Cystic fibrosis (CF) is a disease caused by mutations in the CFTR gene, which lead to irregularities in how salt and water flow in and out of cells. This ultimately results in the buildup of thick, sticky mucus in different tissues and organs. In the lungs, this mucus makes breathing more difficult, and patients more susceptible to respiratory infections.
A computerized tomography (CT) scan — sometimes called a “CAT scan” — is considered the gold standard for identifying structural damage to the lungs in CF. CT scans also may be used to help diagnose CF.
What is a CT scan?
A CT scan uses a series of X-rays from multiple angles to build a three-dimensional image of the body’s bones, blood vessels, and soft tissues. The scan usually takes about 30 minutes, and can be performed at hospitals or clinics.
The machine used to do a scan typically looks kind of like a donut surrounding a table. The patient lies on the table, which moves through the ring as the X-ray images are taken. It is important that patients not wear anything metal (such as jewelry, glasses, hearing aids, and underwire bras) when they are scanned, as these can interfere with the images.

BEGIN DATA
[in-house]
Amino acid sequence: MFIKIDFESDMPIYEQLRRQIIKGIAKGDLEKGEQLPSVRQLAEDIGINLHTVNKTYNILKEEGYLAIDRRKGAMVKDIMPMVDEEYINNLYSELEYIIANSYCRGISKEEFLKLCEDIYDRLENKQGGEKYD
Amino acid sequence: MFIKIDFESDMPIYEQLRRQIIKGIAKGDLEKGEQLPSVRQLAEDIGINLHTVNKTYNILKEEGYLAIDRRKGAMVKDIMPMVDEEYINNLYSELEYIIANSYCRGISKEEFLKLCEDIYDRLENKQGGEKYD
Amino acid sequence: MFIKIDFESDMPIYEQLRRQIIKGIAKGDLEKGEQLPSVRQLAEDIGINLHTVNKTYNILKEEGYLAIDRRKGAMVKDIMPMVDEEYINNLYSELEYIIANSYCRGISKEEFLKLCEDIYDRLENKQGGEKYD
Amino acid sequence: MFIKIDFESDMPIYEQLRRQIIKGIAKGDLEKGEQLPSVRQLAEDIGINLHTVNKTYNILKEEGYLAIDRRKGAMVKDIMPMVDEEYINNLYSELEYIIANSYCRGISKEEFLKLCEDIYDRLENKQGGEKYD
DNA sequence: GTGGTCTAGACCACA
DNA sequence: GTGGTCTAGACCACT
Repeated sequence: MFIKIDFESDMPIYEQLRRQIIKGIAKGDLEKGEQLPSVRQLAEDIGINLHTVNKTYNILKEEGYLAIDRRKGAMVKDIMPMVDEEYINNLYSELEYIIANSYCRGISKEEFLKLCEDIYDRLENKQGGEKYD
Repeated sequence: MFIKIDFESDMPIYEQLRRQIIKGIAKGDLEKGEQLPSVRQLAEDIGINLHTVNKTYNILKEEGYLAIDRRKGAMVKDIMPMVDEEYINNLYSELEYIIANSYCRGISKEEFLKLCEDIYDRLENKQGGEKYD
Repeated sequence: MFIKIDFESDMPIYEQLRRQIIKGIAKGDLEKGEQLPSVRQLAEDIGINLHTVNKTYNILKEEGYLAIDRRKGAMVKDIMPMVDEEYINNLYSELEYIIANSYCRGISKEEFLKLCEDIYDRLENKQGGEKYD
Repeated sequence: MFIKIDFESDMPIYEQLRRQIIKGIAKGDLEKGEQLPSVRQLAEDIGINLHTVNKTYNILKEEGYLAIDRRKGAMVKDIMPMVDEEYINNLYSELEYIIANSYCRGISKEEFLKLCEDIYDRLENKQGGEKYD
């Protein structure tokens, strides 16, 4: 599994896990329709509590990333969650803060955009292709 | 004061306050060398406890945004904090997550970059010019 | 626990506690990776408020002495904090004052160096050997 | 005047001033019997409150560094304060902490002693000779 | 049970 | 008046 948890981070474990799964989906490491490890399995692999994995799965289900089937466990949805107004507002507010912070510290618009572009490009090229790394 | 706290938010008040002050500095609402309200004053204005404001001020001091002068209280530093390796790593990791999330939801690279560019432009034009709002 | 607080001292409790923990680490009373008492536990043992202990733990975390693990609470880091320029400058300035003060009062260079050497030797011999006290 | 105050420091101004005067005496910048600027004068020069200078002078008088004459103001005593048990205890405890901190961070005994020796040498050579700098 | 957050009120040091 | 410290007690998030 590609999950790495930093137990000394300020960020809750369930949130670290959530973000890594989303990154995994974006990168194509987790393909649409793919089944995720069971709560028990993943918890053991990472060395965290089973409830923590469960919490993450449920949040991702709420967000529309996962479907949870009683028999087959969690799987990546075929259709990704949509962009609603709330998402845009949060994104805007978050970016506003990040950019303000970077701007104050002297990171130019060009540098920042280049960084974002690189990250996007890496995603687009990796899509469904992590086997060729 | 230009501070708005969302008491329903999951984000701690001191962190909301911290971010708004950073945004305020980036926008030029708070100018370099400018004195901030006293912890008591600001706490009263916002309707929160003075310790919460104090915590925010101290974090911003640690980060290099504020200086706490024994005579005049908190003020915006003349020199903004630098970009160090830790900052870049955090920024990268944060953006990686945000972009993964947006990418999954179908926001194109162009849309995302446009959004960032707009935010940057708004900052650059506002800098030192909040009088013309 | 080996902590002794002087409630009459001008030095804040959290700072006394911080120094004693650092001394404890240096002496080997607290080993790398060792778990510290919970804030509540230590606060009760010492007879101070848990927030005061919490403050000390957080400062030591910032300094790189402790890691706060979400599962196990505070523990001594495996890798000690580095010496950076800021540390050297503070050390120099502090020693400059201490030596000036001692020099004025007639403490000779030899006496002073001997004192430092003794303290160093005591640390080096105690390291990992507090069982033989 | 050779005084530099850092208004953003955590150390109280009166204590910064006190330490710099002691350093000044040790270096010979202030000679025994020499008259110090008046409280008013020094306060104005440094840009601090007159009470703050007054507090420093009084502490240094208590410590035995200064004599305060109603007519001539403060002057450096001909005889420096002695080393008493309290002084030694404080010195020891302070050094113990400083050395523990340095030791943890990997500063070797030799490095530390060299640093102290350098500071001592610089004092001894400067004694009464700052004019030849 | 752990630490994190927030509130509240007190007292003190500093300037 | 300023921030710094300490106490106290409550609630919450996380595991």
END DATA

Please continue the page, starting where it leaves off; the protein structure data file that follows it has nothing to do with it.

Some CT scans require patients to take a contrast agent — essentially a dye that can be seen easily in the scan — before the scan begins. Depending on the details of the scan, contrast agents may be taken by mouth, enema (through the rectum), or injection.
Of note, a CT scan involves more radiation than a standard X-ray, since it collects more-detailed information. It specifically uses ionizing radiation — high-energy wavelengths that penetrate tissue to reveal the body’s internal structures —that may increase the chance of developing cancer when used in high doses, but the risk associated with a single CT scan is quite small.
How CT scans are used in CF
CF causes the buildup of mucus in the lungs, airways, and nasal passages. This mucus can be visualized on CT scans.
CT scans of the lungs can identify bronchiectasis — a thickening of the walls of the small airways called bronchi — that is indicative of inflammation, and is considered a cardinal sign of CF-related lung damage.
CT scans also can show thickening of the airways and other structural abnormalities that can develop when the lung is damaged.
Because these imaging features correlate with clinical factors like lung function, CT scans often are used to monitor the clinical status of people with CF. They also can be used to monitor the effects of treatments.
Last updated: Sept. 15, 2021
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